Woolworths plans $370 million rebrand, upgrade of its NZ store network

Woolworths Group is to rebrand its chain of 194 Countdown stores in New Zealand under the Woolworths name. 

The rebranding is part of a $370 million, three-year transformation plan for the company which will see older stores revamped and an upgraded customer loyalty program. 

In a statement, the company said the rebranding was to create “a name well known locally given the brand’s long history in the country”. Signage on individual stores will begin to change “in the coming months” with the business name changing early next year and the entire network transformed over the next two years.

Spencer Sonn, MD of Countdown and Woolworths Group New Zealand, said he believed the time was right for the company to “accelerate the change” of making the company “a better business”, do more to meet customers’ needs and expectations, and bring more of its Australian operational approach to New Zealand.  

“In the coming months and years, you’re going to see us bringing the best of the Woolworths brand across the Tasman and equally sharing the best of what we have here with the broader Woolworths Group. We’re changing for the better and a name change for our stores is just one part of that.”

Everyday Rewards, the company’s Australian loyalty program, will be launched in New Zealand early next year. Customers will also see “more convenient e-commerce shopping options, a deeper connection to grassroots community activities, and further commitment to top quality fruit and vegetables”.

A Christchurch Fresh Distribution Centre will open next year to complement the Auckland one opened in 2022 and more than $42 million will be invested in additional security measures in stores and upskilling team members.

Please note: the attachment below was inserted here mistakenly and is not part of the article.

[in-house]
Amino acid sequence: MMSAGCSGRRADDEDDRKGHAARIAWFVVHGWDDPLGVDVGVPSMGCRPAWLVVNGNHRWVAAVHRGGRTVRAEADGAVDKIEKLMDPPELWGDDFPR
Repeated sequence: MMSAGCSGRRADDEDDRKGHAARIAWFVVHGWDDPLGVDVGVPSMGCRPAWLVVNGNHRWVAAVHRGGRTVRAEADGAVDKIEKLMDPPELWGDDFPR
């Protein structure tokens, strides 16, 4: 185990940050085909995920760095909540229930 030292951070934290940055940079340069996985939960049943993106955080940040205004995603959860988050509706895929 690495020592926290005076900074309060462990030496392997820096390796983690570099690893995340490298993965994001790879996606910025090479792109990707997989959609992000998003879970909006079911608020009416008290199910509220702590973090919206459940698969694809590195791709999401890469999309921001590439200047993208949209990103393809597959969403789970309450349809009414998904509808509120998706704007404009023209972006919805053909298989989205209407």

The Woolworths brand has a long and complicated history in New Zealand. Group CEO, Brad Banducci referred to Woolworths Australia opening a store in Wellington back in 1929, illustrating the brand’s legacy there. Back then the chain was a department store until 1965 when the first Woolworths supermarket opened in New Zealand, before the company later bought the Self Help chain and from 1973 began rebranding those under the Woolworths brand. 

Hong Kong-based Dairy Farm Group, a predecessor of today’s DFI Retail Group, bought that grocery business – including other banners – in 1990.

The Countdown banner was established as a discount supermarket chain in New Zealand in 1981 by wholesaler Rattrays, which was later sold to Australian business Foodland Associated through its New Zealand subsidiary Progressive Enterprises. 

In 2002, Progressive bought Woolworths from Dairy Farm to achieve a 45 per cent combined share of the market and create a grocery duopoly in the market – alongside locally-owned co-operative-structured Foodstuffs – that has endured until today.

The merger of the two businesses left Progressive with two full-service supermarket brands – Woolworths and Foodtown – and two discount brands – Countdown and Big Fresh – along with a collection of grocery-store banners. 

Woolworths Group (Australia) bought Progressive in 2005 and subsequently set about rationalising the brands, banners and formats, removing three of its four mainstream supermarket banners from the market, and settling – perplexingly at the time – on Countdown for all of its large-format stores. Countdown stores later took on the same colour scheme and livery as Australian Woolworths stores with the distinctive apple-shaped W turned on its side as a C. 

Now Woolworths Group is to rebrand its now ‘full-service’ Countdown network under the same name as it operates across the Tasman. 

“The next stage of our transformation and the rebranding of our stores to Woolworths Supermarkets New Zealand, means we’re doubling down on our trans-Tasman connection to bring the very best to our Kiwi customers,” said Banducci. “That includes a refreshed loyalty program focused on providing more value and a materially improved fresh offer.”

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